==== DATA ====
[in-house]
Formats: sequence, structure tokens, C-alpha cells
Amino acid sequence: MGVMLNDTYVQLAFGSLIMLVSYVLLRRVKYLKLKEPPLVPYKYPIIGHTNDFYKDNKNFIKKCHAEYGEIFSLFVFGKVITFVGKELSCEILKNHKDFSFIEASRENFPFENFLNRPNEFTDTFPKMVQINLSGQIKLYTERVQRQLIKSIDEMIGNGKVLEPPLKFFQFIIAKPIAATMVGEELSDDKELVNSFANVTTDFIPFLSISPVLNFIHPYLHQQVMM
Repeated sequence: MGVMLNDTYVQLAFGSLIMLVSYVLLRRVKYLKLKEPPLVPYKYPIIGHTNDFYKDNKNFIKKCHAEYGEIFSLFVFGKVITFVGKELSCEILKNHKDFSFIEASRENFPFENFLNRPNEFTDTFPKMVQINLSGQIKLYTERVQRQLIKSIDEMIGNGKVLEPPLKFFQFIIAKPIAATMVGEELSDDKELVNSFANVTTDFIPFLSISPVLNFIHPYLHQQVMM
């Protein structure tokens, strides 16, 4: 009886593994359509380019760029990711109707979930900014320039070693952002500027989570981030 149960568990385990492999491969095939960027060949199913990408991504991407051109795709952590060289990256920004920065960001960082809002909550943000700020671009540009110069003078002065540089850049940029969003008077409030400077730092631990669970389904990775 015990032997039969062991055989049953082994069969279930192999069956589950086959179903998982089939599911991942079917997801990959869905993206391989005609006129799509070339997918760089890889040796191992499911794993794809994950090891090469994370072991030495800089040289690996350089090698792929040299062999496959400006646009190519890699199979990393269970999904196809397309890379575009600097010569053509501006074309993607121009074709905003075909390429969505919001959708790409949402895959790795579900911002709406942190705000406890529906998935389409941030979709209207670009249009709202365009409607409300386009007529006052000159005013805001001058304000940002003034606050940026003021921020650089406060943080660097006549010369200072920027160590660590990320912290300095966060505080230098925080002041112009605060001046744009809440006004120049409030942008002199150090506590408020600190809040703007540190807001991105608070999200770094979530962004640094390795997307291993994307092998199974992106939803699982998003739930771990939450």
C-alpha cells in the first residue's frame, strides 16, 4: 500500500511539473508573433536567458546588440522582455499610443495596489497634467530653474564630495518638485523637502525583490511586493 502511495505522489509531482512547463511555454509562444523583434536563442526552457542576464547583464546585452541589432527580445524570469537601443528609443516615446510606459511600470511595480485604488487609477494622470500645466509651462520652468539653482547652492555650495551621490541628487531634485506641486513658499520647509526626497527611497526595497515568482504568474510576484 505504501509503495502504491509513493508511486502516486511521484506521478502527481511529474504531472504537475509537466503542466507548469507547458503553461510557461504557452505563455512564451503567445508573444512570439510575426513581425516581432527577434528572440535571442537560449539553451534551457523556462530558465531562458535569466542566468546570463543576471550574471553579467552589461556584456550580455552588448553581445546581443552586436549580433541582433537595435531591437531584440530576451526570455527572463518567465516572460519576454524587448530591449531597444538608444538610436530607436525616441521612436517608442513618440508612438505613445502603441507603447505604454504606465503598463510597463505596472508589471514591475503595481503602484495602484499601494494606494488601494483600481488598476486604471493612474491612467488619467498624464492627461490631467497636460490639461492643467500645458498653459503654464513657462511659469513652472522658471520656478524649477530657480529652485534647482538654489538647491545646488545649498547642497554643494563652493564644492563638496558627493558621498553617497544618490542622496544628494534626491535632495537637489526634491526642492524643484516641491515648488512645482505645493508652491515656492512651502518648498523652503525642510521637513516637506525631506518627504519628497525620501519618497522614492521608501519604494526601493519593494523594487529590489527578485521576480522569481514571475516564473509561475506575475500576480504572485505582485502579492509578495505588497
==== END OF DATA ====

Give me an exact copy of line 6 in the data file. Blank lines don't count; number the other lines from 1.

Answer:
C-alpha cells in the first residue's frame, strides 16, 4: 500500500511539473508573433536567458546588440522582455499610443495596489497634467530653474564630495518638485523637502525583490511586493 502511495505522489509531482512547463511555454509562444523583434536563442526552457542576464547583464546585452541589432527580445524570469537601443528609443516615446510606459511600470511595480485604488487609477494622470500645466509651462520652468539653482547652492555650495551621490541628487531634485506641486513658499520647509526626497527611497526595497515568482504568474510576484 505504501509503495502504491509513493508511486502516486511521484506521478502527481511529474504531472504537475509537466503542466507548469507547458503553461510557461504557452505563455512564451503567445508573444512570439510575426513581425516581432527577434528572440535571442537560449539553451534551457523556462530558465531562458535569466542566468546570463543576471550574471553579467552589461556584456550580455552588448553581445546581443552586436549580433541582433537595435531591437531584440530576451526570455527572463518567465516572460519576454524587448530591449531597444538608444538610436530607436525616441521612436517608442513618440508612438505613445502603441507603447505604454504606465503598463510597463505596472508589471514591475503595481503602484495602484499601494494606494488601494483600481488598476486604471493612474491612467488619467498624464492627461490631467497636460490639461492643467500645458498653459503654464513657462511659469513652472522658471520656478524649477530657480529652485534647482538654489538647491545646488545649498547642497554643494563652493564644492563638496558627493558621498553617497544618490542622496544628494534626491535632495537637489526634491526642492524643484516641491515648488512645482505645493508652491515656492512651502518648498523652503525642510521637513516637506525631506518627504519628497525620501519618497522614492521608501519604494526601493519593494523594487529590489527578485521576480522569481514571475516564473509561475506575475500576480504572485505582485502579492509578495505588497